Maturing in San Jose, golf enthusiast Shintaro Restriction also was a competitive swimmer. However even the most weekend warrior of golf enthusiasts can tell you that the greens and fairways can drop you right in the deep end, too.
Restriction was a standout recruit in 2014, concerning UNLV on the heels of winning the Junior Golf Association of Northern California’s Gamer of the Year award. However he was foundering with the Rebels. He was barely playing with the group and was left behind for competitions.
“I was pretty homesick and it was hard. I thought, ‘Hey, you’re not taking a trip at all. If you’re going to miss out on home, may too go back home,” Restriction said. “But I came here for a reason.'”
It was an early numeration. Restriction would soon determine ways to balance school and golf, by ensuring he wasn’t up too late that he was tired for practice. He would learn how to focus on the weak points on his video game rather of skating by on the important things he currently succeeded, like hitting long off the tee. By his second term, Ban was an integral member of the team. He would go on to All-America accolades and an area in Rebel record books with an all-time university low of 62 in one competition.
4 years and one economics bachelor’s later on, on June 14, right before 9 a.m. on a clear Long Island early morning, Ban found himself at Shinnecock Hills Golf Club. He teed off in between 12-year PGA pro Sung Joon Park and 11-year veteran Tim Wilkinson in the 2018 U.S. Open.
“It didn’t quite sink in until after the preliminary,” Restriction stated. “It was like ‘Wow, I played a round in the United States Open.’ It was the most enjoyable I have actually ever had. To be out there experiencing my first day playing my first expert event, it was certainly something unique.”
Shinnecock, however, was unforgiving. A few of the top players worldwide had a hard time from eviction. Restriction carded an 81 on the first day, rebounded with a 78 in the 2nd round, however signed up with the likes of top-flight pros like Jordan Spieth, Rory McIlroy, and Tiger Woods in missing out on the cut. Previous UNLV golf player and Masters winner Adam Scott also missed out on.
Rickie Fowler, who ended up tied for 20th, shot an 84 in the 3rd round. So at least, if using a course that rough-and-tumble was a lesson, it’s one Restriction shown some of the best golf enthusiasts in the world.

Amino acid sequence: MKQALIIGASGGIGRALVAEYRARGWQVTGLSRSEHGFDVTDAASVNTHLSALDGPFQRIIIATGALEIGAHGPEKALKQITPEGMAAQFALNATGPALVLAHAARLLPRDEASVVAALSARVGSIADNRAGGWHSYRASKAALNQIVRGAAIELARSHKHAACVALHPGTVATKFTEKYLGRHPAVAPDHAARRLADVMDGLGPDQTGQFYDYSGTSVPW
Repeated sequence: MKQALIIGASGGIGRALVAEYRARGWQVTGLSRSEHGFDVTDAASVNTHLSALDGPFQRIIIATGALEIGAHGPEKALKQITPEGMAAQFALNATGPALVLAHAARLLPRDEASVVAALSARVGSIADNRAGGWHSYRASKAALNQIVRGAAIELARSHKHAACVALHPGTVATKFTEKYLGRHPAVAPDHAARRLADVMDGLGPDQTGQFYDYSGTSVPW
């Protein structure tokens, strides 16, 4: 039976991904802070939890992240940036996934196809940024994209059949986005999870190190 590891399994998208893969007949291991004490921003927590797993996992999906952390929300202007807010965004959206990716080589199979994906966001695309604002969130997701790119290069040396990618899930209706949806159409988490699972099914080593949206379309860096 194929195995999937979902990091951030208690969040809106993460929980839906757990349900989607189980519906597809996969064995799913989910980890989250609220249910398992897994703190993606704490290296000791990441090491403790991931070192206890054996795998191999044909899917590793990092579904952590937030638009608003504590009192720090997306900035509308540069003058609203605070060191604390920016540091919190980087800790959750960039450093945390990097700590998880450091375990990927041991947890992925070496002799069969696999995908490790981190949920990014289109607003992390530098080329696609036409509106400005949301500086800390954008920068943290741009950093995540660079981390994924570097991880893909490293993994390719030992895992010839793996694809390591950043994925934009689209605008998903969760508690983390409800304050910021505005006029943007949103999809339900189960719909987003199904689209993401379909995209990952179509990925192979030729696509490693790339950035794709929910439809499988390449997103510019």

“I’m grateful I got the experience and an excellent, brutal beat-down,” Restriction said.
The experience was different but the lesson was the same as it was in his freshman year: after a huge difficulty on the course, it’s time to put in the work.
So rather of turning professional right after graduation, Ban is staying amateur through the summer season to tweak parts of his video game that he saw were lacking compared to pros at the Open. The Pacific Coast Amateur, where he completed 2 over and tied for 28th, and the United States Amateur Champion at Pebble Beach Aug. 13-19– the competition won by the likes of Bobby Jones, Arnold Palmer, Tiger Woods and previous Rebel Ryan Moore– Restriction expects to be his last as an amateur.
When he does turn pro, UNLV coach Dwaine Knight anticipates Ban to rapidly develop himself as both a player and a character.
“The thing about Shintaro I truly liked was he has a great deal of creativity in a lot of various ways. He loves dancing; he’s an incredible dancer,” Knights stated. “He’s a fun-loving guy besides being a great player. I believe he’s going to have a brilliant future at the next level due to the fact that he’s so imaginative, and people gravitate to him. He’ll endear himself to the fans.”
Delaying the transfer to the pros did have one noteworthy upside for Ban. It suggested he got to play in the Palmer Cup in July, in Évian-les-Bains, France, on the shores of Lake Geneva.
The Palmer Cup is the college version of the Ryder Cup, pitting a group of Americans against their European counterparts. The United States squad beat Europe easily, with Ban going 2-1 in his songs matches and 3-1 total.
Doing it as a pro in the Ryder Cup appropriate is still a long ways away. Ban will have to scrap his way to a tour card, itself no mean task. However should he ever discover himself representing the United States once again, Ban will be all set.
“Palmer Cup was potentially among the best weeks of my life,” he said. “I enjoy being around the video game and having so much enjoyable. It made me really miss out on the team vibe. I like playing on a group, where I’m representing something. I like to amuse. It’s one thing that makes me truly delighted about golf– seeing a big gallery, you wish to carry out well in front of them and feel the love.”